Still Teaching Me

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Grandma reading with great grandson Gabe, June, 2016.

Grandma was a teacher. Even though she’s been home with Jesus for a year- as we count time- Grandma is still teaching me. But not just me.

Grandma had lots of students.

Decade after decade after decade-33 years, I think- she taught first and second grade. She didn’t stop teaching when her own kids came. Grandma kept teaching right on through the raising of the five she bore plus the seven more that came when she married my widower Grandpa.

Grandma didn’t stop teaching when she retired from the Portage School District. She kept right on teaching her beloved Sunday school kids, up to her last few months. She taught those kids Adam and Ahab, Joshua and Jacob, Elijah and Deborah and David. And learning faith from Grandma means those lessons won’t soon be forgotten.

Grandma also taught the ladies she she affectionately called her “jail girls.”  Somehow Grandma found a righteous way into the prison system after she left the schools. How many girls learned real mother love and true life skills from Grandma, we’ll never know.

Grandma was always ready with a lesson.

One Saturday two months or so before Grandma passed, I happened to be there when one of her jail girls called. Grandma listened a while, nodding now, furrowing her brow then. And the lesson was ready:

Happiness comes from giving, she assured one who was consumed with what she was not getting.

Grandma was a teacher and grandma was a giver.

On her last Mother’s Day she explained to her Sunday school class, “Kids, Elaine is not well. Her body has a problem that will not get better. Ms. Betty will teach you now. I know you will listen well to her just like you listened to me.”
Grandma was still teaching then, lessons in grace and faith. And not just to her third graders.

 

Grandma taught lots of lessons.

 

And even though she’s been gone for a year, the lessons remain. Lessons like these:

Thank. I remember when I helped her into the tub last summer for one of her last beloved soaks in the big old tub. Maybe, in ignorance and haste, we even got her stoma gear wet and had to unpeel and reseal and it was a bother. But Grandma just said,

That’s great. Thank you. Hallelujah!- This feels so good. 

Grandma taught me gratitude.

Fight. It was the fight of her life, facing her death with strong, living faith, but Grandma was not fearful. George Washington said as he lay dying, I die hard, but I’m not afraid to go.

Grandma said the same thing, in her own way. When we’d ask her to rate her pain, she said,

I’m not in a pleasant place for pain. 

And she fought on, with her sword of the spirit and helmet of salvation. Strong in her faith, Grandma was taught me how to fight the good fight.

Joy. Grandma was- and still is, I’m sure- a merry, exuberant soul. I recited a verse last summer I’d been memorizing about being sealed for the day of redemption. Grandma fist pumped exultantly and said,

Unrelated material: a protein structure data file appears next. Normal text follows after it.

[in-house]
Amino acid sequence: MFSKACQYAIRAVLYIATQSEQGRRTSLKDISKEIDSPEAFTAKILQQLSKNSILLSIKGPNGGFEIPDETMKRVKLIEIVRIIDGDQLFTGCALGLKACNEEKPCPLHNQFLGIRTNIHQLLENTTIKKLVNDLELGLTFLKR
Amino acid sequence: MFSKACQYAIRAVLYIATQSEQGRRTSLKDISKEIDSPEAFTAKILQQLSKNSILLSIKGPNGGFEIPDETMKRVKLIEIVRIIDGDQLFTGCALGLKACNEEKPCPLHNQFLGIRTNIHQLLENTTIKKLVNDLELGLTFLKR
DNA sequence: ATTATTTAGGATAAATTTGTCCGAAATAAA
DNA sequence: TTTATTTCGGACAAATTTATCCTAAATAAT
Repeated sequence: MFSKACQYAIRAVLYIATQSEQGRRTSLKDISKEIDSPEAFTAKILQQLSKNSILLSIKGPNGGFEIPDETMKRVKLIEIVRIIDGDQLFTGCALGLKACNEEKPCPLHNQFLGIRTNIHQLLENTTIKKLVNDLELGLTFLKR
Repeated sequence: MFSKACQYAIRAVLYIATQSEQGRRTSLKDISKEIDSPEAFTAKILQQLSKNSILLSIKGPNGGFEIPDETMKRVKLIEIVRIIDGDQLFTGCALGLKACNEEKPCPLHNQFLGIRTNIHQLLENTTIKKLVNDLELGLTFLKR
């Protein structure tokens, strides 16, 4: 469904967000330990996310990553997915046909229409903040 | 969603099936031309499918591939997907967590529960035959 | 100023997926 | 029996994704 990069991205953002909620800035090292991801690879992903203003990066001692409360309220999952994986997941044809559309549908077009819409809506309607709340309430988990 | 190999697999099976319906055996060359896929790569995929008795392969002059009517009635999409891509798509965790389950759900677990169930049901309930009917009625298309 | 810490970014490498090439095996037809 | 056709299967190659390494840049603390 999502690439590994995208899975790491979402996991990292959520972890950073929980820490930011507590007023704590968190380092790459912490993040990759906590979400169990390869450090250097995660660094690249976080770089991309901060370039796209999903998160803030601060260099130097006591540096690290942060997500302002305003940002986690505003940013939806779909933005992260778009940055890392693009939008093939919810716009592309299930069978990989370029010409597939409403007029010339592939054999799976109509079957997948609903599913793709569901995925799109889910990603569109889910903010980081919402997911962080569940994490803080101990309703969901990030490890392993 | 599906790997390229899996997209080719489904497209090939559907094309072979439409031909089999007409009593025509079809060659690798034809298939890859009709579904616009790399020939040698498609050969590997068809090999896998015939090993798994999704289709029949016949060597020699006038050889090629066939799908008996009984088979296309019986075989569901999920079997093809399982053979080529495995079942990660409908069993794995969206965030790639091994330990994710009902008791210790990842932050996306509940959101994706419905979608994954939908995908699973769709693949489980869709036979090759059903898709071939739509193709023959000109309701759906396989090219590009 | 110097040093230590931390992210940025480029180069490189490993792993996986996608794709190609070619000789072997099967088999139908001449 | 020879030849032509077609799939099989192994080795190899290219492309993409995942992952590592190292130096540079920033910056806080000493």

That’s me. I’m sealed.

Or when she told me that joke about the wife who told her husband, I’d like something that’s shiny medal and goes 0-150 in seconds. Grandma paused, then grinned. 

So her husband bought her a brand new scale. For sure, Grandma taught me to laugh.

IMG_4654Pray. It seemed such a strange inversion for a dying grandma to be praying for a healthy granddaughter. But she did. How she did! Before I left on my two hour ride home she’d pray travel mercies for me.

I remember, too, how she asked me to pray for her as she met with a troubled young soul weeks before she died.

Pray Lacy will see God’s love.

And Grandma taught me to pray.

Read. Not that I needed too much instruction here. But she also helped teach my son Gabe to read. To sound out words and think about them as he did. Last summer, while reading about a funny goat named King Puck, she corrected,

“Disappear” not “desire,” Gabe. 

And while her library shelves overflowed with books of all sorts, there was one she read by far the most. Every morning she’d read the next chapter, from the drawer in the kitchen table the Amish built special for that book. Then in bed at night, she’d open it again for more. Grandma taught me to crave that living Word.

Give. Even in the last months, Grandma kept a stash of candy in the pantry. In the last months an aunt would fill it up, but even before those days, when there no solid food would stay in Grandma’s stomach, Grandma made sure the jars were filled up.
That was nothing new. One of  my earliest memories of she and Grandpa from 35 years ago was how they’d dole out baggies of M&M’s- maybe to help keep us quiet in the pew. In M&M baggies and from ever-full candy jars, Grandma taught me to to give.

Sing. How Grandma loved to sing! So they came. Her family came Sunday night after Sunday night in Grandma’s last summer to sing. Uncle Nathan brought a box of hymnals and cousins and aunts and uncles would sing hymns. Grandma loved them all.

But one of her favorites was Trust And Obey. Her choice- one of Grandma’s funeral songs- is still teaching me.

When we walk with the Lord in the light of His Word, What a glory He sheds on our way!

While we do His good will, He abides with us still, And with all who will trust and obey.

Trust and obey, for there’s no other way

To be happy in Jesus, but to trust and obey.

Then in fellowship sweet we will sit at His feet. Or we’ll walk by His side in the way.

What He says we will do, where He sends we will go; Never fear, only trust and obey.

The book she loved to read the most- the book that taught her to thank and fight and rejoice and give- has in it this line: To be absent from the body is to be present with the Lord.

So while Grandma is now happy in fellowship sweet, her lessons are still teaching me.

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